Saturday, 7 September 2013

Good as a foundation for better

How many outstanding teachers are needed for an outstanding department?
I want our department to be outstanding and produce outstanding outcomes for our students (and staff). However I'm increasingly of the opinion that to achieve this I don't need to have a department full of outstanding teachers; we don't even need a majority that are outstanding, we may not even need one.

The department is a team and together we can achieve performance that is greater than our individual abilities. I think it is important to say this because there seems to be this general feeling across teaching that all teachers should perpetually strive to be outstanding. However unless you're one of the few truly gifted individuals that churns out outstanding lessons without really trying then the relentless pressure to be outstanting can be counter productive in terms of time spent planning or demoralisation when that elusive grade 1 always seems out of reach.

More than just observations
Firstly we need to get away from the concept that a teacher's ability over a period of time can be judged from a single lesson observation.

We had a range of lesson observation outcomes in our department last year, from "good" to "inadequate". However this snapshot simply doesn't indicate the quality of teaching that was really going on day to day, week by week and month by month. It also doesn't account for the fact that these observations were made mid-year, and we were actively improving various aspects of practice throughout the year, some as a result of feedback from the observations.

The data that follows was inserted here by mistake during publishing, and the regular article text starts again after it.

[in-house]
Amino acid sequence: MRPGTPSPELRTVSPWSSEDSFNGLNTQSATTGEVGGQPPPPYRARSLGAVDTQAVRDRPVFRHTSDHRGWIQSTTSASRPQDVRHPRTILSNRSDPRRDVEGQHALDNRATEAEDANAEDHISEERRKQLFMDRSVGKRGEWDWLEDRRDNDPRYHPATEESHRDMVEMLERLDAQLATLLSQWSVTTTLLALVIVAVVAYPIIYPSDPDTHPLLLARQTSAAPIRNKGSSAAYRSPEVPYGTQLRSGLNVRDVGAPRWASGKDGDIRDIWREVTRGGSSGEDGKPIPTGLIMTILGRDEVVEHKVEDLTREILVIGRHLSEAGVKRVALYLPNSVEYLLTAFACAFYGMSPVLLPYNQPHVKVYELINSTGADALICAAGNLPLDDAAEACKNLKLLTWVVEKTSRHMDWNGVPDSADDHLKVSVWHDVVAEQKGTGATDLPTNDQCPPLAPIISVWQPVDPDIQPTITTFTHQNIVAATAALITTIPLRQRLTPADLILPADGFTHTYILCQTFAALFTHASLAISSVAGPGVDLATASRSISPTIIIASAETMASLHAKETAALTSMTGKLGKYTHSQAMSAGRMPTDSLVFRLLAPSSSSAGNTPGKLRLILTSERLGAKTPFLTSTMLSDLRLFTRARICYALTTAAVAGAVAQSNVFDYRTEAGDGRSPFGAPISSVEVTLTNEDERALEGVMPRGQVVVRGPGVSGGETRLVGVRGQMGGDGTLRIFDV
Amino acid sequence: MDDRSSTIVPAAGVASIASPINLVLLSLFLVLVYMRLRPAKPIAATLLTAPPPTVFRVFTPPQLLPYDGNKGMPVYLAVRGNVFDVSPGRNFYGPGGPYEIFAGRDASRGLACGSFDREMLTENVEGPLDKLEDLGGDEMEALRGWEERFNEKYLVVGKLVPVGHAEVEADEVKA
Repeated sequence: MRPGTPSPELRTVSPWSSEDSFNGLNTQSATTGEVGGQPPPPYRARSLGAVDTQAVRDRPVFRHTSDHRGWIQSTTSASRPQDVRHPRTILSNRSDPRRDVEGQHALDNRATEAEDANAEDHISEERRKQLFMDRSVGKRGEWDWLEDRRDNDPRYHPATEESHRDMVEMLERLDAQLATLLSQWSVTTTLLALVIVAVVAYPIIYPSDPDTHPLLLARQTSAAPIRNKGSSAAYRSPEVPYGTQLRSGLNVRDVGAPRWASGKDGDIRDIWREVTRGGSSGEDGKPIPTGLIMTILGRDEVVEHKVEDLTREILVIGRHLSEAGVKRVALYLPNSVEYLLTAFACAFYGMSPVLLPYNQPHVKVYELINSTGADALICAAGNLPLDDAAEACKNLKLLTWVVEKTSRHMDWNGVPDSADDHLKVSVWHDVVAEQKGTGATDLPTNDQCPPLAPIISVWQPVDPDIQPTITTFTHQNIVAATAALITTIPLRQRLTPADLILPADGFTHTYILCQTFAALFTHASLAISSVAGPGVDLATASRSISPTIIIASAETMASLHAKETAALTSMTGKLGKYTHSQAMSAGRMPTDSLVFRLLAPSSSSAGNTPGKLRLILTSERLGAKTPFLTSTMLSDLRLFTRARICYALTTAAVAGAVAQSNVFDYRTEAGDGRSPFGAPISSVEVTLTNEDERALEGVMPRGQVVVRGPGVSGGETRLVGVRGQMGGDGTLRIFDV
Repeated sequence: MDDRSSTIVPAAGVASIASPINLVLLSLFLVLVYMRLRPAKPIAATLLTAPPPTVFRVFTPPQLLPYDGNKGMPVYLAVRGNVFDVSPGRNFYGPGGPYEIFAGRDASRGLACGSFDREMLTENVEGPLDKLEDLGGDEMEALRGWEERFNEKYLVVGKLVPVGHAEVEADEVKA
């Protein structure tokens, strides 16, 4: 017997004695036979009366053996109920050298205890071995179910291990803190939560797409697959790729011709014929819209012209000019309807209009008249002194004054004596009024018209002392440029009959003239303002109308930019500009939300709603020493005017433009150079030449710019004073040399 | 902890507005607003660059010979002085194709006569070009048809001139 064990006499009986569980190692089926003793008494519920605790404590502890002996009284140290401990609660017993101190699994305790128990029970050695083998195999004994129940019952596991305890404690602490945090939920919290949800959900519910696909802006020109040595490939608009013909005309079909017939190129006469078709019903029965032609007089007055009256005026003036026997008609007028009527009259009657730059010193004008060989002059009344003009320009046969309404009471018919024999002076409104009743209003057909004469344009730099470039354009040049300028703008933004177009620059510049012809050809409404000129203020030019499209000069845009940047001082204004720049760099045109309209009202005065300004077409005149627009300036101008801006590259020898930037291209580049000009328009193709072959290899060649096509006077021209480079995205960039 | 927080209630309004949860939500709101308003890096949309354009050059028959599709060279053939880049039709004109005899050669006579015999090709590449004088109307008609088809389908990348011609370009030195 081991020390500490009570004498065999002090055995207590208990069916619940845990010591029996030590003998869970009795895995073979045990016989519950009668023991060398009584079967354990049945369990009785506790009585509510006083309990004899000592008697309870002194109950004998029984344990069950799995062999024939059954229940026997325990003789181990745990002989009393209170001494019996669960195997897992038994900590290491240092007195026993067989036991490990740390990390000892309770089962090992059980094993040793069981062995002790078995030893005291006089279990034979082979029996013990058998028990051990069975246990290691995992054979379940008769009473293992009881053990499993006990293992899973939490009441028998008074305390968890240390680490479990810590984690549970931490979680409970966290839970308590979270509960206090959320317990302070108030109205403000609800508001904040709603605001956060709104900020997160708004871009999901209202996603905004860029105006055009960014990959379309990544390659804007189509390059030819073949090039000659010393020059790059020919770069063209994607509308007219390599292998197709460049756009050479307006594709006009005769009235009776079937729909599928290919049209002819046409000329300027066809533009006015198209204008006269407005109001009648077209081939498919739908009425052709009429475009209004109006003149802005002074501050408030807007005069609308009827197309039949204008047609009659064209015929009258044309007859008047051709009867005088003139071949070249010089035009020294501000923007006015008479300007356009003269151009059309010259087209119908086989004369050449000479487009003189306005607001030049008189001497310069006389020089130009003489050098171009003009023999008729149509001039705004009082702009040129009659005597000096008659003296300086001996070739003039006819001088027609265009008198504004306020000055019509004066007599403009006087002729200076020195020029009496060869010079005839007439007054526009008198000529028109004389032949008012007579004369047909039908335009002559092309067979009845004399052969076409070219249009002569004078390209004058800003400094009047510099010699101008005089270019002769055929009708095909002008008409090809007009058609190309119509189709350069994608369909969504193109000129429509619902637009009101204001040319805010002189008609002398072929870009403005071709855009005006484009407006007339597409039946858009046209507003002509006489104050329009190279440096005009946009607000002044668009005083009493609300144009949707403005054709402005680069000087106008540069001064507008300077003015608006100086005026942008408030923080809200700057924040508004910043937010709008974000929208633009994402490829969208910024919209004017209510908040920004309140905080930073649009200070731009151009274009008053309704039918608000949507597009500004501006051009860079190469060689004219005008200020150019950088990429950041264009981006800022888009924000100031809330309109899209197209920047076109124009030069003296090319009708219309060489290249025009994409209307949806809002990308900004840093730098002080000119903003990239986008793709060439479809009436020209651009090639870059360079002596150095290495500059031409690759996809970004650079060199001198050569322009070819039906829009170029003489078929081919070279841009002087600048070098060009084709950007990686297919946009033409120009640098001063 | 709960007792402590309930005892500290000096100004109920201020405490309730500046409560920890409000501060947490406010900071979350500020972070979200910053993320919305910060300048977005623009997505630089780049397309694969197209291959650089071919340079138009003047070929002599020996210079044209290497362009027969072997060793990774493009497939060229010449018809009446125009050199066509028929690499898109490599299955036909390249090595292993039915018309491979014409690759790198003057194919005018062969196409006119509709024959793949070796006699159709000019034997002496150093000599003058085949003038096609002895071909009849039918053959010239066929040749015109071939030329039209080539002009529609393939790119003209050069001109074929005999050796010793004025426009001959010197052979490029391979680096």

When you compare the yr 11 class residuals to the teacher's lesson observation ratings then the worst residual is linked to one of the "good" teachers. Conversely the teacher who's lesson was judged as "inadequate" delivered one of the highest residuals.

As I rated most of these lessons I have to wonder whether I was simply being too harsh, or whether the lessons observed really were less than outstanding or even less than good. I will certainly be thinking about that when we go through the observation process again. I am also raising the question of how to account for long term performance in these ratings across the school (I'm sure it's not just me).

It's also notable that there are departments in our school that have a large number of teachers consistently graded as outstanding, even a majority on grade 1, but our results are better than theirs. (were those observers too generous or is there something else going on?)

It's also important to remember that many staff find the whole observation process so stressful that they become effectively incapable of delivering their very best when being observed. Over thinking the plan, worrying about what the observer is or isn't seeing or being derailed by an apparently small mistake that gets compounded by nerves are all possible.

We definitely need a more balanced and rounded view of a teacher's performance, not based on Observations alone, as Tom Sherrington (@headguruteacher) suggests very well in this great post. See also this from David Didau (@learningspy).

An accumulation of good can be outstanding
As mentioned above, NONE of my department's teachers were graded outstanding in their individual observations last year. However as a team we delivered the following list of achievements:

  • Second consecutive school record year 11 results with over 77% of students achieving expected progress in maths (well above national average and would have put us in the top 5% of schools in our local authority vs last year's results).
  • Year 10 results that show we are ahead of prior years at an equivalent point, meaning we expect well into 80% making expected progress next year, possibly into 90%.